It’s the stuff of a thousand movies and television sit-coms: the prenuptial agreement, or, the “prenup”. In Texas, couples who are considering getting married are required to get a marriage license from a county clerk, which has a validity of 30 days. The couple has to get married within this time period. It is also during this time period that many couples decide to sign a prenup with each other.
Many people consider a marriage with a prenup as doomed to fail, however, this is a negative connotation. Think of a prenup as simply a safeguard for your interests and your property, should the marriage not work out. There are millions of happy marriages out there with a prenup; they simply exist to give the couple peace of mind should the unthinkable happen.
In general, prenuptial agreements contain the provisions of the couple with regards to their property and assets in the event of a divorce. Simply put, it clearly delineates what the couples own during and after a marriage. However, a prenuptial agreement does not only contain terms regarding property. It can also contain the agreement of a couple regarding property or assets in case of death, incarceration or other circumstances which would prevent one or both parties in managing their assets after divorce or separation.Why Should I get a Prenuptial Agreement?
The biggest advantage of getting a prenuptial agreement is saving yourself from whatever possible legal headache you might encounter in the future. Again, having a prenuptial is not tantamount to saying that your marriage will not last, but the same argument can be said for having insurance. It’s not tantamount to saying that you’re definitely going to get into an accident in the future, but it’s good to know that if it does happen, you have a financial safety net. It’s the same idea for the prenuptial agreement. If you have significant assets, property, or other financial holdings, you may want to take steps to protect them. Keep in mind that without a prenuptial agreement, all assets and properties acquired after marriage become community and it places the burden on your to prove and “trace” your separate property. If you get a divorce, your ex-spouse will be presumed to be legally entitled to half of all of the community estate.Requirement for a Valid Prenuptial Agreement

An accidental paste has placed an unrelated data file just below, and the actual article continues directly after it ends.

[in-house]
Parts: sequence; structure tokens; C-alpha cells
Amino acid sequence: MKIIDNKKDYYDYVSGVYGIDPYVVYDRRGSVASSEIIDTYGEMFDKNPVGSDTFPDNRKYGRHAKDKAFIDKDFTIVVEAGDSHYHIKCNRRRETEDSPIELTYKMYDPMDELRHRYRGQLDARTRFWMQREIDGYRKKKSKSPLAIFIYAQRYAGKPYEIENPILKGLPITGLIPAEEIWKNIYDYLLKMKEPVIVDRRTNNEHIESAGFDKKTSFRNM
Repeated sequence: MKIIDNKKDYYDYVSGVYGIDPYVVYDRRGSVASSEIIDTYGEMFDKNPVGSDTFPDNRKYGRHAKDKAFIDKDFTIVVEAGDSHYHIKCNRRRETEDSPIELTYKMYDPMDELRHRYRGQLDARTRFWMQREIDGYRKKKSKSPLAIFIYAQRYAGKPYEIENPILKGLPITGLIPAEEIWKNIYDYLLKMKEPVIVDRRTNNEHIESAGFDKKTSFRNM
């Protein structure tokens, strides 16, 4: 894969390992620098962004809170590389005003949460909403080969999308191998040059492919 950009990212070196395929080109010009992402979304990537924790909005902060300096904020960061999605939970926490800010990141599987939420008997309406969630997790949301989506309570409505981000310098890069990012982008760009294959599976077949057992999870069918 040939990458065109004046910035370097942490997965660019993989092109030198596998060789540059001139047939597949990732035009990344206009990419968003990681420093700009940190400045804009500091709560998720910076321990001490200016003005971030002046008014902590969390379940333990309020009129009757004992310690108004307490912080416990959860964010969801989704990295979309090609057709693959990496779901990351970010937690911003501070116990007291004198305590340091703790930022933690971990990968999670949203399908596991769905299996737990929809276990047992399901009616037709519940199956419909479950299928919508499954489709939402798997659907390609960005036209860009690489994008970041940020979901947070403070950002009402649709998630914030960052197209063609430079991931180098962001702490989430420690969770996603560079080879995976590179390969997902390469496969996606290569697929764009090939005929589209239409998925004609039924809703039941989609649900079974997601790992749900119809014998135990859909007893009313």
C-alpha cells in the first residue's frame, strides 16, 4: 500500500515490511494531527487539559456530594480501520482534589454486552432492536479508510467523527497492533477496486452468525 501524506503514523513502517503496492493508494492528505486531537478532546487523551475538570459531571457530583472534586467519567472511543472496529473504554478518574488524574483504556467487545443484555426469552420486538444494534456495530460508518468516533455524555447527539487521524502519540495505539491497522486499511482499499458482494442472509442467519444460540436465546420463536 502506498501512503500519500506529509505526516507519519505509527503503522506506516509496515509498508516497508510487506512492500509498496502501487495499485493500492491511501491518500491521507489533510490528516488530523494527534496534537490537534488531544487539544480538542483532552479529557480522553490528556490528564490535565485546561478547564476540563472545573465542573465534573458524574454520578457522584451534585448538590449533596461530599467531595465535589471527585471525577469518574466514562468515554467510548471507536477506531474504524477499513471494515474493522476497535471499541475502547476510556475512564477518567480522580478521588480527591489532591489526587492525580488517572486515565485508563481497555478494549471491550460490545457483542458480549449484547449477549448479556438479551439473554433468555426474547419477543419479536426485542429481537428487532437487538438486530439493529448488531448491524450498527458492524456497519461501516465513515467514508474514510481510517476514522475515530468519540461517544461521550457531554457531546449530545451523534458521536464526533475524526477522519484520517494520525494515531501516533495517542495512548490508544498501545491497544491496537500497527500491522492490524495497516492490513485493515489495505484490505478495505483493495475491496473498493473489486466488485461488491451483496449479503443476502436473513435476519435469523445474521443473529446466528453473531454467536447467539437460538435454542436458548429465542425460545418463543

According to Texas law, the following requirements must be fulfilled in order for your prenuptial agreement to be valid and legally binding:
- Both parties must sign a formal agreement in the presence of several witnesses .Oral prenuptial agreements are not admissible in Texas;
- Both parties must declare their assets and properties fully;
- Both parties Should have legal representation in the form of their lawyers. This will help prevent the “setting-aside” of a prenup based on one spouse’s lack of understanding of the document;
- Both parties must have consented to the prenuptial agreement of their own free will and not be coerced or under duress to sign the prenuptial agreement.
Texas prenuptial attorney Daniella Lyttle at the Lyttle Law Firm can explain your legal rights and options. Remember, this is your financial safety net. Attorney Lyttle will help you draft up a prenuptial agreement that will protect you and your interests.